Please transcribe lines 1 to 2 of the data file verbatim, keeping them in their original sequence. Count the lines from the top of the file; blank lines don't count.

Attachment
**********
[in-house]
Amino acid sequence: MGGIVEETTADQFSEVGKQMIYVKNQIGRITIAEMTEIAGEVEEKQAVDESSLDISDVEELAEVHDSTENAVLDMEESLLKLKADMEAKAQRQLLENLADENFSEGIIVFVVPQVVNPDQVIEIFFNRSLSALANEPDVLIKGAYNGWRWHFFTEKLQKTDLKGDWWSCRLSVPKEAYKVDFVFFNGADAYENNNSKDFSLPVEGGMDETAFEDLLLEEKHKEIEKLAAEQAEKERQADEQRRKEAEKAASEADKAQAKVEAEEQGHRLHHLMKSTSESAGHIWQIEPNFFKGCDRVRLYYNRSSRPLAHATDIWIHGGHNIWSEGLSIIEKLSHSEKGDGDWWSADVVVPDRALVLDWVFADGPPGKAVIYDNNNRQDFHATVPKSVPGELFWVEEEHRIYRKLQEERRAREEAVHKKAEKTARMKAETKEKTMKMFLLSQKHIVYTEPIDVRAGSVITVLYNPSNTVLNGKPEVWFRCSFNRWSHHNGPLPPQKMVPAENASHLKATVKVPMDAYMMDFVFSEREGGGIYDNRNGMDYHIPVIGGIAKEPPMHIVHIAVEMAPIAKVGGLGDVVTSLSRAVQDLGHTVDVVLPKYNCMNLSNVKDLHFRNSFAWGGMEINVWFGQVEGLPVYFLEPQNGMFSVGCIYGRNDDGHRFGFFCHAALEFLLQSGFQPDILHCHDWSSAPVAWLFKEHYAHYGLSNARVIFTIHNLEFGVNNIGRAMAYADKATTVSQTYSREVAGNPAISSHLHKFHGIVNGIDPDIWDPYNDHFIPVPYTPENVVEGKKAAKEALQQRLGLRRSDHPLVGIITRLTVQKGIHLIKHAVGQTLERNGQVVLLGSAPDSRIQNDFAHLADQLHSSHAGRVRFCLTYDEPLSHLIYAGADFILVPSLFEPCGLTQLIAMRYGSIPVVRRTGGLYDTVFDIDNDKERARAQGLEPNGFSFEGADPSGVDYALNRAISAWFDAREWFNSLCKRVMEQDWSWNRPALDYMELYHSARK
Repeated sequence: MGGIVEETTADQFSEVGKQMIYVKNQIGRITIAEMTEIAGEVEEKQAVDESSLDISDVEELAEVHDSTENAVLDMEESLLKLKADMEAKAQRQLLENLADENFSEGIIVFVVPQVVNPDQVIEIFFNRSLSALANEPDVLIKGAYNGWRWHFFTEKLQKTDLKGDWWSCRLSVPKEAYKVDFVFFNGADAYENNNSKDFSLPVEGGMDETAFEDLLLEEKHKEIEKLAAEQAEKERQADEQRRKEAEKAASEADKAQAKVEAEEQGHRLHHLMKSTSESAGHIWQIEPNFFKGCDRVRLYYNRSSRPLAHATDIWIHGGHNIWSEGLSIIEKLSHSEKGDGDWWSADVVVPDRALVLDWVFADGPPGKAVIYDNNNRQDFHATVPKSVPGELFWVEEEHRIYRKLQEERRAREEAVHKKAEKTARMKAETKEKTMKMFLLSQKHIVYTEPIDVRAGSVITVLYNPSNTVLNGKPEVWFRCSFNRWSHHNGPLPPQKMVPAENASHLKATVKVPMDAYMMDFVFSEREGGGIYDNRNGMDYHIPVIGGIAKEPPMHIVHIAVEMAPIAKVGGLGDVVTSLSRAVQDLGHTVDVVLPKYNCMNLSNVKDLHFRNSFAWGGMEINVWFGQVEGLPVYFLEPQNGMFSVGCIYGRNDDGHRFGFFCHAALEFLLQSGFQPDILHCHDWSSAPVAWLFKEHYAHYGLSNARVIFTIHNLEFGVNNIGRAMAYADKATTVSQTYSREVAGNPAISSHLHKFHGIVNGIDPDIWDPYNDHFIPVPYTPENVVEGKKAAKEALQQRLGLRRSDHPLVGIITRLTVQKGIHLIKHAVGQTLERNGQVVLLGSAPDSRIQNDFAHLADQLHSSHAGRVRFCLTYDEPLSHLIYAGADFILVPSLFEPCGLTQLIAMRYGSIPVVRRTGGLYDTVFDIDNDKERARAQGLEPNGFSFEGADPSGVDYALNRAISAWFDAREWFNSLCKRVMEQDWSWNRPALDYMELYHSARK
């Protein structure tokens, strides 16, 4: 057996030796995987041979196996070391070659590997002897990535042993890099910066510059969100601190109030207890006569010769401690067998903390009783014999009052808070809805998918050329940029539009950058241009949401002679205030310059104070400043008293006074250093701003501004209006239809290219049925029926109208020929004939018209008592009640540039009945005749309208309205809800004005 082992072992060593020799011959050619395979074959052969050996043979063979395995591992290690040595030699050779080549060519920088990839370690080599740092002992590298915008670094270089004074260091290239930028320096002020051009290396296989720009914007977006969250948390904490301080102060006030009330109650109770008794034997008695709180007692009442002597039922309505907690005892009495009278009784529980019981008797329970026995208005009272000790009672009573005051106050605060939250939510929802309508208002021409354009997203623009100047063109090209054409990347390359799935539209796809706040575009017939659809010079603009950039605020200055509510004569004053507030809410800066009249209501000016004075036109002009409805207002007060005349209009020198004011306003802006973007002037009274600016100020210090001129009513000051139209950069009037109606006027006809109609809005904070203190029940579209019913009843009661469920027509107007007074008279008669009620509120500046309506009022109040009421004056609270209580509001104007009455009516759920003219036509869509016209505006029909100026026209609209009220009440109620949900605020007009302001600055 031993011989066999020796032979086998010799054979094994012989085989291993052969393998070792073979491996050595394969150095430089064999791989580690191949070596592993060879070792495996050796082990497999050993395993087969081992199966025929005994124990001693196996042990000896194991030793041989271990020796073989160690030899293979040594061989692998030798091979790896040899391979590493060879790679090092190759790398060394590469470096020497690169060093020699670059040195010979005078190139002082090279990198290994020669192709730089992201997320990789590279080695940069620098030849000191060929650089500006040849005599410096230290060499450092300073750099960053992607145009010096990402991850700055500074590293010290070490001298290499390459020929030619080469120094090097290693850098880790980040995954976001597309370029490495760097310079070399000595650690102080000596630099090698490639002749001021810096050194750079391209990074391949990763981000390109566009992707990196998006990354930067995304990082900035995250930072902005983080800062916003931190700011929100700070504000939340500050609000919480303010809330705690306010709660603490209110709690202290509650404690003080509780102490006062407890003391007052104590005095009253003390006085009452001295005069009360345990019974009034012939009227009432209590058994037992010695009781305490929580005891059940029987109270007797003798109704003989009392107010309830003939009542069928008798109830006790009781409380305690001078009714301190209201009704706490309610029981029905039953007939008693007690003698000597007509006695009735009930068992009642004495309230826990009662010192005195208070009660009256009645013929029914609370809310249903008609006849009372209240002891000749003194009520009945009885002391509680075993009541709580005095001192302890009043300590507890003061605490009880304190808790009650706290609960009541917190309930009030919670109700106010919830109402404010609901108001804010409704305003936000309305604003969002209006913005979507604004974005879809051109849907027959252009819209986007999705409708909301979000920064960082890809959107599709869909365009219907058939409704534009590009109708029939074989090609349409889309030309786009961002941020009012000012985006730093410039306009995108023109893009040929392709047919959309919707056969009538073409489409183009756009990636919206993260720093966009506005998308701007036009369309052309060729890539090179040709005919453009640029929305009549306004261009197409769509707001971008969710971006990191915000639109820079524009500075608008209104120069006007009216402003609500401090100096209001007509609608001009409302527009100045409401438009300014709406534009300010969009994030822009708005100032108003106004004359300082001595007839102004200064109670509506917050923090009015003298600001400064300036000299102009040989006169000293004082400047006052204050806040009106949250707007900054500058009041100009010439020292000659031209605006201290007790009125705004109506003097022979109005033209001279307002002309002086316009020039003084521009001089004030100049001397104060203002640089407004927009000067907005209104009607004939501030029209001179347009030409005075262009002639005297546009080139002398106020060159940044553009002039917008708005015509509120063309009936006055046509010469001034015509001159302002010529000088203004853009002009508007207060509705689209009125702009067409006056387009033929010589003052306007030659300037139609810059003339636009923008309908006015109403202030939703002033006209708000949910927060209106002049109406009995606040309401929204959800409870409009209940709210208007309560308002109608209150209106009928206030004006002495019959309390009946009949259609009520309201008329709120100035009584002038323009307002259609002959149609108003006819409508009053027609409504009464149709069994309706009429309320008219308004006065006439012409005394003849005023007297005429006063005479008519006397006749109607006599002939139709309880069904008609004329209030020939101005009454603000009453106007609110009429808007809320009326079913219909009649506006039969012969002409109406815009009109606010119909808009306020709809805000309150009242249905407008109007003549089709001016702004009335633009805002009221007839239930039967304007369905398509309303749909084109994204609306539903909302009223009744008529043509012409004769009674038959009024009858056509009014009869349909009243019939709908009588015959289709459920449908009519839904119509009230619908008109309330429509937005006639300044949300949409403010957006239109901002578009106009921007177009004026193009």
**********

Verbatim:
[in-house]
Amino acid sequence: MGGIVEETTADQFSEVGKQMIYVKNQIGRITIAEMTEIAGEVEEKQAVDESSLDISDVEELAEVHDSTENAVLDMEESLLKLKADMEAKAQRQLLENLADENFSEGIIVFVVPQVVNPDQVIEIFFNRSLSALANEPDVLIKGAYNGWRWHFFTEKLQKTDLKGDWWSCRLSVPKEAYKVDFVFFNGADAYENNNSKDFSLPVEGGMDETAFEDLLLEEKHKEIEKLAAEQAEKERQADEQRRKEAEKAASEADKAQAKVEAEEQGHRLHHLMKSTSESAGHIWQIEPNFFKGCDRVRLYYNRSSRPLAHATDIWIHGGHNIWSEGLSIIEKLSHSEKGDGDWWSADVVVPDRALVLDWVFADGPPGKAVIYDNNNRQDFHATVPKSVPGELFWVEEEHRIYRKLQEERRAREEAVHKKAEKTARMKAETKEKTMKMFLLSQKHIVYTEPIDVRAGSVITVLYNPSNTVLNGKPEVWFRCSFNRWSHHNGPLPPQKMVPAENASHLKATVKVPMDAYMMDFVFSEREGGGIYDNRNGMDYHIPVIGGIAKEPPMHIVHIAVEMAPIAKVGGLGDVVTSLSRAVQDLGHTVDVVLPKYNCMNLSNVKDLHFRNSFAWGGMEINVWFGQVEGLPVYFLEPQNGMFSVGCIYGRNDDGHRFGFFCHAALEFLLQSGFQPDILHCHDWSSAPVAWLFKEHYAHYGLSNARVIFTIHNLEFGVNNIGRAMAYADKATTVSQTYSREVAGNPAISSHLHKFHGIVNGIDPDIWDPYNDHFIPVPYTPENVVEGKKAAKEALQQRLGLRRSDHPLVGIITRLTVQKGIHLIKHAVGQTLERNGQVVLLGSAPDSRIQNDFAHLADQLHSSHAGRVRFCLTYDEPLSHLIYAGADFILVPSLFEPCGLTQLIAMRYGSIPVVRRTGGLYDTVFDIDNDKERARAQGLEPNGFSFEGADPSGVDYALNRAISAWFDAREWFNSLCKRVMEQDWSWNRPALDYMELYHSARK